view of death. To this day the peasants in some parts of
Greece regard the death of an individual as his marriage to
that deity, Artemis or Aphrodite, to whom he was most
devoted during life. Mohammed taught that death was the
key to the enjoyment of the Hur al’ Ayn. Even in Christian
mysticism we find the death of the saint equivalent to his
marriage with the Saviour.1 We are ‚waiting for the
Bridegroom.‛ In fact, this idea is almost universal in all true
Now, we have no means of telling what occurs in the ‚soul‛
at the time of death. Whatever may be the approaches to the
pylon, we have no evidence with regard to the Door itself. But
we have certain analogies in the experience of mystics. We
have the ‘Dark Night of the Soul’ breaking in the ‘Dawn of the
Celestial Bridal.’ And we have in physical life an exact
counterpart in the fear of Love which is characteristic of the
Virgin. This is especially marked in the case of boys. There is
an instinctive fear, repulsion and anxiety, which must be
overcome before the soul swoons in bliss. Is it racial
experience that tells him that love is the twin brother of death?
Love and Death are the levers of that universal life which we
saw to be the Name of the Universe. Each is an annihilation of
an individual in the interests of universal Energy. Thus, as we
have seen in a slightly different shape, when referring to the
quintessence of comedy, Love and Death are the sole

1 [Crowley expands on this idea in a few chapters of Liber XXIV, ‚De nuptiis
secretis deorum cum hominibus.‛+
2 Buddhism, an exception, is more a philosophy than a religion.

preoccupation of the artist, whose subject is Life. There is no

other real interest, for there is nothing else in which to delight.
If, then, we can take the view that Death is an intense form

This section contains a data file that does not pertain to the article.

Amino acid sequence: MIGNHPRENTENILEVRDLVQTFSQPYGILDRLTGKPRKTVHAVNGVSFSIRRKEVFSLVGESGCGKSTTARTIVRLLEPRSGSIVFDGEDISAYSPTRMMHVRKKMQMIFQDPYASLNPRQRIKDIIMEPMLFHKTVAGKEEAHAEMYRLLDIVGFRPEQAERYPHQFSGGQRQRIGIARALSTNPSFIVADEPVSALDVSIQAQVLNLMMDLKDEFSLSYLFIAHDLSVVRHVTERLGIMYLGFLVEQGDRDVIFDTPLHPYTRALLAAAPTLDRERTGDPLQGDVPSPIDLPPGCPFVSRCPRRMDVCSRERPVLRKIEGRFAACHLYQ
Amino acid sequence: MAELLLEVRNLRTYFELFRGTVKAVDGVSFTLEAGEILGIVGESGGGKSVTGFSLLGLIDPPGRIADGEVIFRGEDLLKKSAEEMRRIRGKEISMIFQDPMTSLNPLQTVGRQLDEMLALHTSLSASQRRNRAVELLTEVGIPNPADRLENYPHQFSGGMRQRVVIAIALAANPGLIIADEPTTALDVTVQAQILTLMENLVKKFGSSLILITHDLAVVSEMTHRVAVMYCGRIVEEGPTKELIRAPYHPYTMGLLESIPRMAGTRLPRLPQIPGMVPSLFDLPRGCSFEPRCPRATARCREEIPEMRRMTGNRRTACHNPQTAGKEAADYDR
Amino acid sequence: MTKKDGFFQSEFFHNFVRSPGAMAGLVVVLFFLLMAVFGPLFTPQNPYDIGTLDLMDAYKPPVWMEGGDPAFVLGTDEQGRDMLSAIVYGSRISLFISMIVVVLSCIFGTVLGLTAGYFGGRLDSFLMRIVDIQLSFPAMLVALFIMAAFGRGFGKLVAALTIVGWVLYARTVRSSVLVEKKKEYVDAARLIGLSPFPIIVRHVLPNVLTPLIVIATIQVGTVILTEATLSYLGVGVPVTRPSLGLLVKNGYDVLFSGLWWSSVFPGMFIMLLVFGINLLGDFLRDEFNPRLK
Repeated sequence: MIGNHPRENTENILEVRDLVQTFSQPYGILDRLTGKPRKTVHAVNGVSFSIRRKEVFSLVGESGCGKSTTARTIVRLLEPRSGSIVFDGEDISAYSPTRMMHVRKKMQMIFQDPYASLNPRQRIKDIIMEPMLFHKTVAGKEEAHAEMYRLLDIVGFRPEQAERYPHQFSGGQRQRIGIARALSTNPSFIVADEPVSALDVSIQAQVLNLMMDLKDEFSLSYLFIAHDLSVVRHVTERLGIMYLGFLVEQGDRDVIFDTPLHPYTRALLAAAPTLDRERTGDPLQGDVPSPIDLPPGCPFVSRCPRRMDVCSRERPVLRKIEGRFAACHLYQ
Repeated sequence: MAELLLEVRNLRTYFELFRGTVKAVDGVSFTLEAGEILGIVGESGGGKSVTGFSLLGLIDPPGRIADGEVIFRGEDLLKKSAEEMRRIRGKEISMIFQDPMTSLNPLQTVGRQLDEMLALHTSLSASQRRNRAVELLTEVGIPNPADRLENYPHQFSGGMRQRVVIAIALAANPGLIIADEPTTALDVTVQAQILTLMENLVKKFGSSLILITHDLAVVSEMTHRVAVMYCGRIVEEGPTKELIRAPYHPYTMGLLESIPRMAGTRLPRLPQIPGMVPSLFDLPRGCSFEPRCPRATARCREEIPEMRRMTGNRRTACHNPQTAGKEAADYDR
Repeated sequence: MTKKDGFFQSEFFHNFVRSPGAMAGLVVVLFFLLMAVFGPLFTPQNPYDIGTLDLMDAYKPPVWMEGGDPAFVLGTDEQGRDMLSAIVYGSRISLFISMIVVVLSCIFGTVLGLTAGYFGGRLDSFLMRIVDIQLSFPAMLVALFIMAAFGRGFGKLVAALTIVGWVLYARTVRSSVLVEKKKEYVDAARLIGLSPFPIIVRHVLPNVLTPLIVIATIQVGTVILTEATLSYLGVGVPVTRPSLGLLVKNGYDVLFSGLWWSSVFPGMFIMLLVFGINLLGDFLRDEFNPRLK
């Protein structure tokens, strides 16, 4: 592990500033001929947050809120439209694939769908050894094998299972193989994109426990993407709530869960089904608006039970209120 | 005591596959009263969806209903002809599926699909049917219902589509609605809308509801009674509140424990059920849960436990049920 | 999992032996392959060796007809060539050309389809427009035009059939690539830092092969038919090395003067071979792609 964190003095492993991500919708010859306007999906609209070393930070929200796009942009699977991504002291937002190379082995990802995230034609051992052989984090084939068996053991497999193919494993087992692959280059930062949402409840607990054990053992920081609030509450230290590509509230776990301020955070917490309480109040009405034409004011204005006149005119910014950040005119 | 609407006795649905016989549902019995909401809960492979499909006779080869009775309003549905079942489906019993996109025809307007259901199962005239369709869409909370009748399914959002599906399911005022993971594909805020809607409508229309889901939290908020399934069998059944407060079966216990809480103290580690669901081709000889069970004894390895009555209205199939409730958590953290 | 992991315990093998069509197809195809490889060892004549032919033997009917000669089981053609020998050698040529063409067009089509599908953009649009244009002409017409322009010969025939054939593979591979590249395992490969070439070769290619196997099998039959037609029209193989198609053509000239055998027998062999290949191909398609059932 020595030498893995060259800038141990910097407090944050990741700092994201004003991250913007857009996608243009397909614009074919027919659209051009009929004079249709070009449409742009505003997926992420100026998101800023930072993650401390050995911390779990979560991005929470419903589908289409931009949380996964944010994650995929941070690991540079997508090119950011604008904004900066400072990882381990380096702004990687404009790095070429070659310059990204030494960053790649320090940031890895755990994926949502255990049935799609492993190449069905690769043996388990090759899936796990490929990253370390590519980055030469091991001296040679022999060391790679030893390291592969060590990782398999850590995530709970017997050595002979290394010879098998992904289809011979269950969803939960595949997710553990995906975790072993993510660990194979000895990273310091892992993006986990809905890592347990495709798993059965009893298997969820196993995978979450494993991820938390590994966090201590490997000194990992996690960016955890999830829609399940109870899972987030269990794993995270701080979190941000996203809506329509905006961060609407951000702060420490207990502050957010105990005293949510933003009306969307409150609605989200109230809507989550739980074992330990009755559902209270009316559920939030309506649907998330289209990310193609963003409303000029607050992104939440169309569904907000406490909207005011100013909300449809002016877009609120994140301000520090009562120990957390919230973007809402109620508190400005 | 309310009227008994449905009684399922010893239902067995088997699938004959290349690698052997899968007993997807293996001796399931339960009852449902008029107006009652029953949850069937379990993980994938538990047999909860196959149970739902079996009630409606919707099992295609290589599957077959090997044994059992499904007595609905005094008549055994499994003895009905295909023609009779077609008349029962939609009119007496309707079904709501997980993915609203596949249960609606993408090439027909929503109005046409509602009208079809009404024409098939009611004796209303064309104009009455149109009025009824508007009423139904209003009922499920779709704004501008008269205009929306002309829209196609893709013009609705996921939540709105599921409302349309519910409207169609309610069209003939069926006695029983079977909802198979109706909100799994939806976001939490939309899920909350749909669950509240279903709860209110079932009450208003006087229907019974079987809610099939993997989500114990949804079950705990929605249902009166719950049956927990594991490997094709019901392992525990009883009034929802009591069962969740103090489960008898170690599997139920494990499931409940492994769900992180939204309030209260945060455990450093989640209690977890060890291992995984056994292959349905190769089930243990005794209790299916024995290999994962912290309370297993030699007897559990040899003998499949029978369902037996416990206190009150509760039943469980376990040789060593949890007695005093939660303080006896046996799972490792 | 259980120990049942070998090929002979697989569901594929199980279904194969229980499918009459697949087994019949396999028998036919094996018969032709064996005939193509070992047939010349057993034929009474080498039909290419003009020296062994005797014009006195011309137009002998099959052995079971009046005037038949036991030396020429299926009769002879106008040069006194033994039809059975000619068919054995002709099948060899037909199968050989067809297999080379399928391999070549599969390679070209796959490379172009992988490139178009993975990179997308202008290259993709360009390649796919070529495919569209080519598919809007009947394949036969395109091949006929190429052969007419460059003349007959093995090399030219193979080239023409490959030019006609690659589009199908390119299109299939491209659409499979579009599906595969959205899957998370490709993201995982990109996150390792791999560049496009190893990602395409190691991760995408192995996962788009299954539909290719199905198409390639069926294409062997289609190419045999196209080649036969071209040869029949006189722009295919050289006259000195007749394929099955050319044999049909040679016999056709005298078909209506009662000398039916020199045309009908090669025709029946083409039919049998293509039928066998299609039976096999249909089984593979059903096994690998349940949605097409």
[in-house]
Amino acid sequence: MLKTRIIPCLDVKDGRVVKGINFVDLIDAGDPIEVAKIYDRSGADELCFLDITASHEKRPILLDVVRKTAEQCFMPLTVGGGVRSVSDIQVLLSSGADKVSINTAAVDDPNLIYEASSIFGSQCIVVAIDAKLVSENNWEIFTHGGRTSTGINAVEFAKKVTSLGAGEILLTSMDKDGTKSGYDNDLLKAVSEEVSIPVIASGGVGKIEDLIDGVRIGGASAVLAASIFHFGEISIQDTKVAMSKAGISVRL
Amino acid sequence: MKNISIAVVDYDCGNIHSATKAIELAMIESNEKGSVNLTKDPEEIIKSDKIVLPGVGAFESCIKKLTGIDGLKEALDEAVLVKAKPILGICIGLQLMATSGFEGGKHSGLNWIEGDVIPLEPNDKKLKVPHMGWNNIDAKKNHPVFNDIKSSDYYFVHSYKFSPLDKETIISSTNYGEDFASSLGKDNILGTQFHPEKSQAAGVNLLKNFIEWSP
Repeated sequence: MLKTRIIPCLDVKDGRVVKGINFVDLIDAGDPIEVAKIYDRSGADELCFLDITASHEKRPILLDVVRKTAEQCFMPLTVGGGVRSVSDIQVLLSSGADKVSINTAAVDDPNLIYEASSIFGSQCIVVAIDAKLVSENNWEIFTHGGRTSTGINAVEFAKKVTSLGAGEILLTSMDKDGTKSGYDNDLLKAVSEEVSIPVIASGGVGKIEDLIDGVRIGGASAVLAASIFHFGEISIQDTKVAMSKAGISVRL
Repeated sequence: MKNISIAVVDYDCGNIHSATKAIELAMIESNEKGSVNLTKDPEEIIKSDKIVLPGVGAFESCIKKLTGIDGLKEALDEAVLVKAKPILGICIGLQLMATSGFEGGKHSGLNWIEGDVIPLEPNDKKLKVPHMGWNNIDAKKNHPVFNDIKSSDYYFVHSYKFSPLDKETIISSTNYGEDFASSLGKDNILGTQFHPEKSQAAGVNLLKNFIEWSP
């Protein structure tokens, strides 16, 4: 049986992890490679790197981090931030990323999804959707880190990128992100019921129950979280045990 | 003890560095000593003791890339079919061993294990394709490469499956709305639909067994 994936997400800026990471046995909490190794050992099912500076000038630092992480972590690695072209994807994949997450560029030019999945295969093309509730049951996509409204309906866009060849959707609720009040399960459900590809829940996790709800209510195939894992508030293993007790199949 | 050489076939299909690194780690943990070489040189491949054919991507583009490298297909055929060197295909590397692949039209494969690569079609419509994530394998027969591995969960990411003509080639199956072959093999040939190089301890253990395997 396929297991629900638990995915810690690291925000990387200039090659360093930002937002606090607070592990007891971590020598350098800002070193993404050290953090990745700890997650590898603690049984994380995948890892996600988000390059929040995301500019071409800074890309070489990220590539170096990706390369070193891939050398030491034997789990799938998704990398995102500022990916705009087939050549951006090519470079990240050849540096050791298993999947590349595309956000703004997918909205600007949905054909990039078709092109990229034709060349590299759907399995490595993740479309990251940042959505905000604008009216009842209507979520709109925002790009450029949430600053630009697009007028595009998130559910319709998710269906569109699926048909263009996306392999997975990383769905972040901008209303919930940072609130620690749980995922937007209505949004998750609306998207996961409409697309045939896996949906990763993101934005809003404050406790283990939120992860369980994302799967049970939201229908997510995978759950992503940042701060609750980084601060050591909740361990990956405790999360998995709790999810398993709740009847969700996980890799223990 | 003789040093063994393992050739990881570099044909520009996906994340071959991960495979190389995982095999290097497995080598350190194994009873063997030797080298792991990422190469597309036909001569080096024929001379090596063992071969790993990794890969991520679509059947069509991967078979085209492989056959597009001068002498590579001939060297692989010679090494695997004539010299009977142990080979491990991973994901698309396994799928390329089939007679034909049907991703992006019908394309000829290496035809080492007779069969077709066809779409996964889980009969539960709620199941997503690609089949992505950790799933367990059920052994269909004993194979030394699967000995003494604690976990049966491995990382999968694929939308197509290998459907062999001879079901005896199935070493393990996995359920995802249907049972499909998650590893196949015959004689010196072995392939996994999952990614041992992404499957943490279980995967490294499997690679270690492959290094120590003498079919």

of Love, in which the individual is permanently destroyed, as
he is temporarily destroyed during the act of love, then this
Life is universal Joy, a Divine Comedy, whose soul is
Laughter. We can even explain the joy of cruelty as a deeper
realization of the nature of cruelty, as a piquancy, a sting, in
what would otherwise be a detestably sweet wine.
But if we fail to grasp this view, then we are forced to the
alternative that Love is only a form of Death. The universe is
an abyss of agony. ‚The mystery of the cruelty of things‛ is as
terrible as Swinburne’s ‚Anactoria‛1 makes it. Everything is
sorrow, we are Buddhists, and only in utter cessation is there
peace. Buddha himself recognized this clearly enough; his
intense distaste for sex is our witness. He saw that it was
playing the game of Life to love; it was allowing oneself to be
dragged deeper and deeper into the mire of Existence. A
monotheism with any perception of the facts of nature—hard
nowadays to escape some such perception!—may make its
God in the image of the Marquis de Sade. The whole of
organic nature is an orgy of murder and lust. There is only
one escape from this position; to accept the unity of Love and
Death, and to regard Death as mere Delight. Such a real-
ization avoids the snare of Dualism, lays its axe to the root of
the problem of the Origin of Evil, and renders Existence
possible and desirable for the thinker as well as for the

1 *In Swinburne’s Poems and Ballads (first series).]


To the blessed ones who have accepted the Law of Thelema
these words will hardly have been necessary. The doctrine is
plainly stated in the Book of the Law.
‚For I am divided for love’s sake, for the chance of union. This is
the creation of the world, that the pain of division is as nothing,
and the joy of dissolution in all.‛1
‚Now, let it be understood: If the body of the King dissolve, he
shall remain in pure ecstasy for ever.‛2
‚Aye! Feast! Rejoice! there is no dread hereafter. There is the
dissolution, and eternal ecstasy in the kisses of Nu.‛3